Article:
I stared at my father. A stranger passing through or a man trying to make an impression? I wasn’t sure. He wore tapered khakis with crisp pleats, tasseled Gucci loafers, and a loud Tommy Bahama polo shirt blooming with printed red and yellow hibiscus flowers as big as my hand. The pendant lamp above us flickered on the glass face of the silver Omega chronograph strapped to his wrist. My mind whirred with the incongruous arithmetic of what I knew about his personal finances and the cost of the watch and the loafers.

I knew about his life, more than I’d told Allison. It was at my fingertips: bank records and credit reports, a spotty work history as an entry-level sales rep with a half dozen companies, two short-lived marriages after my mom, some bad checks in Montana that almost landed him in jail, and a DUI outside Reno. I even had his home address. No charming bungalow on a tree-lined street, no bougainvillea-draped arbor or broad, shaded porch. The street view of his North Las Vegas apartment complex brought to my mind the crumbling stucco, dark stairwells, and disintegrating jalopies of the blighted fringes of the San Fernando Valley where my investigators and I often staked out fraudulent insurance claims and delinquent debtors. The bare, inglorious reality of my father’s life comforted me. I was glad to see how low he’d fallen.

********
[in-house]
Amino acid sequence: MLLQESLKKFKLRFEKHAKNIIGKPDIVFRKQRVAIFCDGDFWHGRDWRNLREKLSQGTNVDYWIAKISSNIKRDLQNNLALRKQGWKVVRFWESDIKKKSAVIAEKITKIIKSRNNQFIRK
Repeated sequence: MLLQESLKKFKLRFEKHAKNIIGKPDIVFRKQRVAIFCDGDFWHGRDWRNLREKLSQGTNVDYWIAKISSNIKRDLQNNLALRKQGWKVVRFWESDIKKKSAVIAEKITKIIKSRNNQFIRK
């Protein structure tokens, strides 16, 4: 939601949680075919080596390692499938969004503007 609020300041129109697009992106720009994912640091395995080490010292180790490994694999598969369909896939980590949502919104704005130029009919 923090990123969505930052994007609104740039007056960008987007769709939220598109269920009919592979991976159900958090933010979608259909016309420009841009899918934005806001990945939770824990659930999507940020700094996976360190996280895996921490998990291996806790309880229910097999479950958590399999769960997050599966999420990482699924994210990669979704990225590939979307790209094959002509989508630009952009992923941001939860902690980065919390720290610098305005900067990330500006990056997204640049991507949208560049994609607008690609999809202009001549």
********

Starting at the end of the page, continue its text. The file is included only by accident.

“Let’s eat,” Allison said, nodding in my direction, as if to prompt me. I realized I hadn’t said a word since my father’s arrival.

I lifted an arm, an awkward, wooden gesture, to direct him to the dining room, but instead he laid his right hand on my shoulder. “Give the old man a hug,” he said. I almost stepped back, as if his embrace were a punishment. But I stopped, barely flinching as his hand drummed against my back. When he let me go, I looked closely at his face, at the spotted skin stretched tight over the cheekbones, as if the skeleton were working itself through. I could smell him, the rankness of age mixed with a sharp, citrusy cologne. I hadn’t seen or spoken to him in four years, not since my mom’s funeral, where he’d shown up late, uninvited, and then slouched in a side pew with a bored expression on his flushed face, seemingly more interested in the clock on the chapel wall than in what was said about the woman who’d once been his wife for fourteen years. His conspicuous boredom and the alcohol on his breath had infuriated me, and I let him know it. We’d argued after in the cemetery parking lot. But in those four years, my father had become an old man, slightly stooped, dappled on his face and hands.